Terry Gilliam, the only American member of the Monty Python troupe, and
director of such quirky classics as "Brazil," "Time Bandits," "The
Fisher King," "Fear and Loathing in Las Vegas," "The Adventures Of
Baron Munchausen" and "Monty Python & The Holy Grail," among others,
does it again with bizarre combination of Munchausen and Tim Burton's
"Sleepy Hollow," with a little bit of "The Village" thrown in.
This dark-humored film relates the completely-fictional story of the famous German brothers, Wilhelm (Matt Damon) and Jakob (Heath Ledger) Grimm, who created dozens of fairy tales and nursery stories for children in the early 19th Century. True to Gillian's idiosyncratic style, though, the movie plays nothing straight down the line. In this case, the brothers are con artists, traveling through the French-occupied German villages (remember Napoleon was big in those days) and playing on the fears and superstitions of their idiot occupants.
Wearing goofy armor, shouting made-up incantations, and using hidden assistants, sleight of hand and other trickery, they fool these hicks into paying them big money, that is until they are finally captured by French forces, and sent to a town where several young girls have gone missing. The two arrive with little fanfare, as well as several French soldiers and Cavaldi (Peter Stormare, "Birth," "Bad Boys 2"), the evil Italian inquisitor of Gen. Delatombe (Jonathan Pryce, "Brazil") to try and solve the mystery. If they fail, they will be tortured and executed.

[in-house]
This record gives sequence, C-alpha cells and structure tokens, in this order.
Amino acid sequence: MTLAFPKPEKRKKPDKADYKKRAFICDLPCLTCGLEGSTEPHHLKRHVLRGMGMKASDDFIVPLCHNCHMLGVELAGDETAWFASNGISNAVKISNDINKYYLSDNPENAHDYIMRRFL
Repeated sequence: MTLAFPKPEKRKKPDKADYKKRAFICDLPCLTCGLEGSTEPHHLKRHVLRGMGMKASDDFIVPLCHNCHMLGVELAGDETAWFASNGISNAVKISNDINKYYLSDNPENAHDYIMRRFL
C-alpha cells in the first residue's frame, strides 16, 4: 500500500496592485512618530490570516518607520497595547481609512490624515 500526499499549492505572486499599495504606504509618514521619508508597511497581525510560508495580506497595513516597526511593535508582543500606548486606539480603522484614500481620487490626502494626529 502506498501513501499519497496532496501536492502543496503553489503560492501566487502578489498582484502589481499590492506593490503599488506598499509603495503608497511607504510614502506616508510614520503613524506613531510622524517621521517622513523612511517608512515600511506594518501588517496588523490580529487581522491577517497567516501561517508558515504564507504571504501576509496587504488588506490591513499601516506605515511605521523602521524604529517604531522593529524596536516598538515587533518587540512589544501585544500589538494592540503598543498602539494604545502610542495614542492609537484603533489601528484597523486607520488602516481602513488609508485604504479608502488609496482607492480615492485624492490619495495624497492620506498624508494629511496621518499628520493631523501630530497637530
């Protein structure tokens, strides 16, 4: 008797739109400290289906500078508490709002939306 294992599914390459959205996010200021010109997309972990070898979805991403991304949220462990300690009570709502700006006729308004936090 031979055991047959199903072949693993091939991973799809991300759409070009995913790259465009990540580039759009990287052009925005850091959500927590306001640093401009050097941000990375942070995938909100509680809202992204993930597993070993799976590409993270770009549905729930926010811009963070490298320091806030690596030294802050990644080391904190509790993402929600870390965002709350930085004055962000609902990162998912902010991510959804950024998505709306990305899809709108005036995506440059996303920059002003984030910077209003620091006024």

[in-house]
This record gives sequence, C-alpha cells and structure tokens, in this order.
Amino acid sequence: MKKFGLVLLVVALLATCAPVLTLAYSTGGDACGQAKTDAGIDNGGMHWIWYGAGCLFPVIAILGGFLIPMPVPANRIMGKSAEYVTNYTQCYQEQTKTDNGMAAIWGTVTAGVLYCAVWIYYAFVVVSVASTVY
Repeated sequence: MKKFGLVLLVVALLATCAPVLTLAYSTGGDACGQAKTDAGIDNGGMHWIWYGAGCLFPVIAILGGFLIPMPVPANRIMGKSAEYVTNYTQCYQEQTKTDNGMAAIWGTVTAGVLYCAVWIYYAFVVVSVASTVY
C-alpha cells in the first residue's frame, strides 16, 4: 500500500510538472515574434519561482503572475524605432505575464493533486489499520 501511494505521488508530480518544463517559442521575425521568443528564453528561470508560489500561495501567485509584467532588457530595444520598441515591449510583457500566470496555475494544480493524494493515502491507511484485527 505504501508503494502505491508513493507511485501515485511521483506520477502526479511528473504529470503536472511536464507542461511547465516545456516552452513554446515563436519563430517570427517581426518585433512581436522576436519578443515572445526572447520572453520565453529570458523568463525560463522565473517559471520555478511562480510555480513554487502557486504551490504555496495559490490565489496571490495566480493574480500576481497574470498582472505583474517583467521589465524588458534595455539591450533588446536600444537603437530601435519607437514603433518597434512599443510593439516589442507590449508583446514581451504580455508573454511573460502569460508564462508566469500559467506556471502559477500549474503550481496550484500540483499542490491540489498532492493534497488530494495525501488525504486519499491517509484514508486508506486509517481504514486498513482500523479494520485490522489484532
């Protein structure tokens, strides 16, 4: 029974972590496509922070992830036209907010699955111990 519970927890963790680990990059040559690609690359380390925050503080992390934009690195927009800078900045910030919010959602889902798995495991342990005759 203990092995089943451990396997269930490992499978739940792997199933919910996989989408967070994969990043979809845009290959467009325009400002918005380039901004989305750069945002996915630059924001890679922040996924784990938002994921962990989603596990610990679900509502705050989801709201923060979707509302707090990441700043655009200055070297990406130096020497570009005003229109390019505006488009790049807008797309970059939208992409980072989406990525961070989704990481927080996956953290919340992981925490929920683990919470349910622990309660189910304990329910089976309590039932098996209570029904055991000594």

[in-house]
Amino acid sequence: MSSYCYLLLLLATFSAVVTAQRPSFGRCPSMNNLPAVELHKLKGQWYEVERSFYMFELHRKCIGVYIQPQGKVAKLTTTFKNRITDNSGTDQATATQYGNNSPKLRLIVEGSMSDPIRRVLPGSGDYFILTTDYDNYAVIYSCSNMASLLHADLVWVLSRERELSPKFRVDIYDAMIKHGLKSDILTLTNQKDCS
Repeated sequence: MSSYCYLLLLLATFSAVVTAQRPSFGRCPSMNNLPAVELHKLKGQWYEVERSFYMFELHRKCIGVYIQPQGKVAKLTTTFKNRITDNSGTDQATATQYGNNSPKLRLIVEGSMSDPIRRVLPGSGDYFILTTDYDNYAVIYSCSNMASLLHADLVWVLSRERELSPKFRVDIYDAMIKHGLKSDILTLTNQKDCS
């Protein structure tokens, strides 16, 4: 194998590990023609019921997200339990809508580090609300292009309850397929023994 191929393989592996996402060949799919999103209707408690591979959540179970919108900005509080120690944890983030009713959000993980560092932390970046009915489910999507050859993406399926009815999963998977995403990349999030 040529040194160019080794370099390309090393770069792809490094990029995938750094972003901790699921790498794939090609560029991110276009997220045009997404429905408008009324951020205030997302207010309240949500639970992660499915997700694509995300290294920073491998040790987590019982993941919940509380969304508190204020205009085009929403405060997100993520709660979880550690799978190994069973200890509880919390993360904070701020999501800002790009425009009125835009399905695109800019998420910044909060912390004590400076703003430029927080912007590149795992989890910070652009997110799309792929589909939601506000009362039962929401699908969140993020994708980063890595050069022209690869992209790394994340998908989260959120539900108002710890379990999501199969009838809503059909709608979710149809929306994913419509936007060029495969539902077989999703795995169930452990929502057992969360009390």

Since, of course, they are fakes, they have no idea what they're doing but, with the assistance of a female trapper, they discover a crumbling tower deep within a foreboding forest. The woman remembers her father telling her the story of an evil queen who sealed herself up there to avoid a plague that was killing her subjects. It seems this tower and whatever now lives inside of it may be the cause of all the trouble.